UMMS Affiliation

Intellectual and Developmental Disabilities Research Center; Department of Psychiatry

Date

11-2013

Document Type

Article

Medical Subject Headings

Case-Control Studies; Cerebral Cortex; Child; Collagen Type IV; Dyslexia; Female; *Genome-Wide Association Study; Humans; Language Development Disorders; Longitudinal Studies; Male; Membrane Proteins; Polymorphism, Single Nucleotide; Sulfotransferases; Transcription Factors; Zinc Fingers

Disciplines

Behavioral Neurobiology | Communication Sciences and Disorders | Genomics | Mental Disorders | Psychiatry | Psychiatry and Psychology | Psycholinguistics and Neurolinguistics

Abstract

Written and verbal languages are neurobehavioral traits vital to the development of communication skills. Unfortunately, disorders involving these traits-specifically reading disability (RD) and language impairment (LI)-are common and prevent affected individuals from developing adequate communication skills, leaving them at risk for adverse academic, socioeconomic and psychiatric outcomes. Both RD and LI are complex traits that frequently co-occur, leading us to hypothesize that these disorders share genetic etiologies. To test this, we performed a genome-wide association study on individuals affected with both RD and LI in the Avon Longitudinal Study of Parents and Children. The strongest associations were seen with markers in ZNF385D (OR = 1.81, P = 5.45 x 10(-7) ) and COL4A2 (OR = 1.71, P = 7.59 x 10(-7) ). Markers within NDST4 showed the strongest associations with LI individually (OR = 1.827, P = 1.40 x 10(-7) ). We replicated association of ZNF385D using receptive vocabulary measures in the Pediatric Imaging Neurocognitive Genetics study (P = 0.00245). We then used diffusion tensor imaging fiber tract volume data on 16 fiber tracts to examine the implications of replicated markers. ZNF385D was a predictor of overall fiber tract volumes in both hemispheres, as well as global brain volume. Here, we present evidence for ZNF385D as a candidate gene for RD and LI. The implication of transcription factor ZNF385D in RD and LI underscores the importance of transcriptional regulation in the development of higher order neurocognitive traits. Further study is necessary to discern target genes of ZNF385D and how it functions within neural development of fluent language.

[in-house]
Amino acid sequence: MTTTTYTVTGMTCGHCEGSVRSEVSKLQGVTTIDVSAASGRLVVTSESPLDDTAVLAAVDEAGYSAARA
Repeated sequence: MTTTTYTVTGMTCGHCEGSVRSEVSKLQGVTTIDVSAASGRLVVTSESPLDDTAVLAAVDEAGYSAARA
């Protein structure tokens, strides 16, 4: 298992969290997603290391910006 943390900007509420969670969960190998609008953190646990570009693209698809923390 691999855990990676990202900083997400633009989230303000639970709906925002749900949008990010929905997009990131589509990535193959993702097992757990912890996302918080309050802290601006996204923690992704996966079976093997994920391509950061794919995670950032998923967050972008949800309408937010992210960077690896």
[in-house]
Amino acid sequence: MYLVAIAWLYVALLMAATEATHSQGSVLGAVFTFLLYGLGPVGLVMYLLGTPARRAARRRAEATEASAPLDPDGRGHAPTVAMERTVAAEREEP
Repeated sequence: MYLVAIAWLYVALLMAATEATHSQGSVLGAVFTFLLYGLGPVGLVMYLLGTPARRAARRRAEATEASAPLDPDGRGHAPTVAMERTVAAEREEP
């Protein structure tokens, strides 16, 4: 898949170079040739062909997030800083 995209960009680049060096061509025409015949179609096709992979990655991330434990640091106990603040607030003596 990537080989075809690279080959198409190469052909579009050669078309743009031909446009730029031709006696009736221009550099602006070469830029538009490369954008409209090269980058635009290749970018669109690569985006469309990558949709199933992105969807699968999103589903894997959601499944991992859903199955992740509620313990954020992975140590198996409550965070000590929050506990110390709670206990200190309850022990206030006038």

Rights and Permissions

Citation: Eicher JD, Powers NR, Miller LL, Akshoomoff N, Amaral DG, Bloss CS, Libiger O, Schork NJ, Darst BF, Casey BJ, Chang L, Ernst T, Frazier J, Kaufmann WE, Keating B, Kenet T, Kennedy D, Mostofsky S, Murray SS, Sowell ER, Bartsch H, Kuperman JM, Brown TT, Hagler DJ Jr, Dale AM, Jernigan TL, St Pourcain B, Davey Smith G, Ring SM, Gruen JR; Pediatric Imaging, Neurocognition, and Genetics Study. Genome-wide association study of shared components of reading disability and language impairment. Genes Brain Behav. 2013 Nov;12(8):792-801. doi: 10.1111/gbb.12085. Epub 2013 Oct 9. PubMed PMID: 24024963; PubMed Central PMCID: PMC3904347. Link to article on publisher's site

Comments

© 2013 The Authors. Genes, Brain and Behavior published by International Behavioural and Neural Genetics Society and John Wiley & Sons Ltd.

This is an open access article under the terms of the Creative Commons Attribution License, which permits use, distribution and reproduction in any medium, provided the original work is properly cited.

Related Resources

Link to Article in PubMed

Keywords

ALSPAC, PING, ZNF385D, dyslexia GWAS, language impairment, reading disability

PubMed ID

24024963

Creative Commons License

Creative Commons Attribution 3.0 License
This work is licensed under a Creative Commons Attribution 3.0 License.

 
 

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